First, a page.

Old School Jams
As festival season comes to a close, music fans are beginning to filter into arenas for the fall's mega tours. The top 40 bands are not the only ones, though—across the country, hit-makers from decades past are taking the stage for shows that make a sold-out House of Blues crowd look like a high school talent show. So with classic names like Neil Young and Fleetwood Mac heading to the Hub, the question must be raised: who still has it?
Formed in 1967, Fleetwood Mac has not shied from drama. With no less than 11 former members, Fleetwood Mac’s namesakes, Mick Fleetwood and John McVie, are the only two members to have remained for the life of the band. However, the most notable is the Rock and Roll Hall of Fame-inducted 1975 lineup of Mick Fleetwood, John and Christine McVie, Lindsey Buckingham, and, the Queen herself, Stevie Nicks. This group recorded the milestone albums Fleetwood Mac and Rumours, with the latter being one of the highest-selling albums of all time. In 1985, they released Live In Boston, which was recorded at the now-closed Boston Tea Party. Success, however, does not mean everything was Little House on the Prairie for the band—as is typical when everyone is married to each other. After many years of quitting and getting back together, the band officially dissolved in 1995.
Of course, no one thought that would last for long. In 1997, they reunited for a single concert, which turned into a tour, which turned into an album. Christine McVie left again, and no one was shocked. What did shock, though, was the record-breaking $84 million-grossing arena tour that the band did in 2009. In 2013, Stevie Nicks told Rolling Stone that there was “more of a chance of an asteroid hitting the Earth” than Christine McVie reuniting with the band. So where are they now? Back to touring with Christine McVie, of course. When they perform at TD Garden on Oct. 10 and 25, fans will be treated to hits such as “Dreams,” “Rhiannon,” “Landslide,” “Go Your Own Way,” “You Make Loving Fun,” and “Never Going Back Again,” —to name a few. Fans should not be disappointed, either; according to Las Vegas Weekly, Fleetwood Mac’s live shows remain “authentic,” and maintain “the conviction behind each song, renewed and recast in context of the band’s emotional evolution.”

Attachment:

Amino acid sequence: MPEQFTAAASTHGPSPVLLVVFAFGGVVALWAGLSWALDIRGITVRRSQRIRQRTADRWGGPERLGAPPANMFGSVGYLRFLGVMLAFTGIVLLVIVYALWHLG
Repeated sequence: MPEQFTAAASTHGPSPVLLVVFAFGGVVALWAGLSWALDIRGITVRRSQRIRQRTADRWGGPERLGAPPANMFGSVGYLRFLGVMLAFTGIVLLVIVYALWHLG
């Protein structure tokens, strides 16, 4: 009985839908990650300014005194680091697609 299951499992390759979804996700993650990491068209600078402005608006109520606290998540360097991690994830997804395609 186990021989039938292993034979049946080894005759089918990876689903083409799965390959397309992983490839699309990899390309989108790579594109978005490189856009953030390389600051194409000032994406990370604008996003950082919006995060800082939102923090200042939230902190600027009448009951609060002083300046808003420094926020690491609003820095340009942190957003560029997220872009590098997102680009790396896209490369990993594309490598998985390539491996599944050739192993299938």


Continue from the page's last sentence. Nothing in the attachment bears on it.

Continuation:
Also appearing in Boston this month is the beloved singer-songwriter Neil Young. A veteran of such timeless bands as Crosby, Stills, Nash & Young and Buffalo Springfield, as well as a stunning solo career, the Canadian has carved a place in rock and roll history. His musical career began with Buffalo Springfield in 1966, a band most famous for their classic protest song “For What It’s Worth” (a song required to be played in every single movie about the ‘60s, ever. Seriously, if you don’t recognize the title, go look it up.) Young has two Grammy’s, has been inducted into the Rock and Roll Hall of Fame twice (once for his solo work and once with Buffalo Springfield), is on Rolling Stone’s list of greatest artists of all time and greatest guitarists of all time, and he gets name-dropped in Lynyrd Skynyrd’s “Sweet Home Alabama.” He’s a little bit of an overachiever.
Though he has faded in and out of the spotlight since the 1960s, Young has never really stopped making music. Oh yeah, except for that time that he had a brain aneurism in 2005. No big deal, though, he was back to touring a few months later. Known for being incredibly political (again…Buffalo Springfield), Young co-founded Farm Aid with Willie Nelson and still writes protest songs. Sorry, mom, not everyone grows out of that. As for his legacy as a performer, a January 2014 Rolling Stone headline says it all: “Neil Young Stuns With a Spellbinding Carnegie Hall Show.” Young will be performing to a sold-out audience at the Wang Theatre in Boston on Oct. 5 and 6, so good luck getting tickets.